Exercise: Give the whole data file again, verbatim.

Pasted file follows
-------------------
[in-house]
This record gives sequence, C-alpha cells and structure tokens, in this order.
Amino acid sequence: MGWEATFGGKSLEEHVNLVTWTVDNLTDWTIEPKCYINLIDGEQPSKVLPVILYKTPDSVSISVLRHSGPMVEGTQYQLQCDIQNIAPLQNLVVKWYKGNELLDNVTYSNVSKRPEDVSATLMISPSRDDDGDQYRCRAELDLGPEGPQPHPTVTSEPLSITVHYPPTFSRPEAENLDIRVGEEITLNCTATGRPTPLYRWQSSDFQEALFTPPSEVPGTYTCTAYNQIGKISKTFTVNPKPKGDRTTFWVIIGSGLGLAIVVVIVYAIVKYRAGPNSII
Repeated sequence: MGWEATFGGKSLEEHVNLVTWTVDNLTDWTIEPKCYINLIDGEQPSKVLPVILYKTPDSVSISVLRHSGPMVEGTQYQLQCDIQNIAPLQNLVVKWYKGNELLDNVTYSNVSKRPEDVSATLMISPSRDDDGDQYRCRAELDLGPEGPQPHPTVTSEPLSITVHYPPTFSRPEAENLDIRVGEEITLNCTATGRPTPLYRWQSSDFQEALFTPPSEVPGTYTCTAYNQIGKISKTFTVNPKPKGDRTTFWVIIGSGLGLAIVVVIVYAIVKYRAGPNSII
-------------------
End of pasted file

[in-house]
This record gives sequence, C-alpha cells and structure tokens, in this order.
Amino acid sequence: MGWEATFGGKSLEEHVNLVTWTVDNLTDWTIEPKCYINLIDGEQPSKVLPVILYKTPDSVSISVLRHSGPMVEGTQYQLQCDIQNIAPLQNLVVKWYKGNELLDNVTYSNVSKRPEDVSATLMISPSRDDDGDQYRCRAELDLGPEGPQPHPTVTSEPLSITVHYPPTFSRPEAENLDIRVGEEITLNCTATGRPTPLYRWQSSDFQEALFTPPSEVPGTYTCTAYNQIGKISKTFTVNPKPKGDRTTFWVIIGSGLGLAIVVVIVYAIVKYRAGPNSII
Repeated sequence: MGWEATFGGKSLEEHVNLVTWTVDNLTDWTIEPKCYINLIDGEQPSKVLPVILYKTPDSVSISVLRHSGPMVEGTQYQLQCDIQNIAPLQNLVVKWYKGNELLDNVTYSNVSKRPEDVSATLMISPSRDDDGDQYRCRAELDLGPEGPQPHPTVTSEPLSITVHYPPTFSRPEAENLDIRVGEEITLNCTATGRPTPLYRWQSSDFQEALFTPPSEVPGTYTCTAYNQIGKISKTFTVNPKPKGDRTTFWVIIGSGLGLAIVVVIVYAIVKYRAGPNSII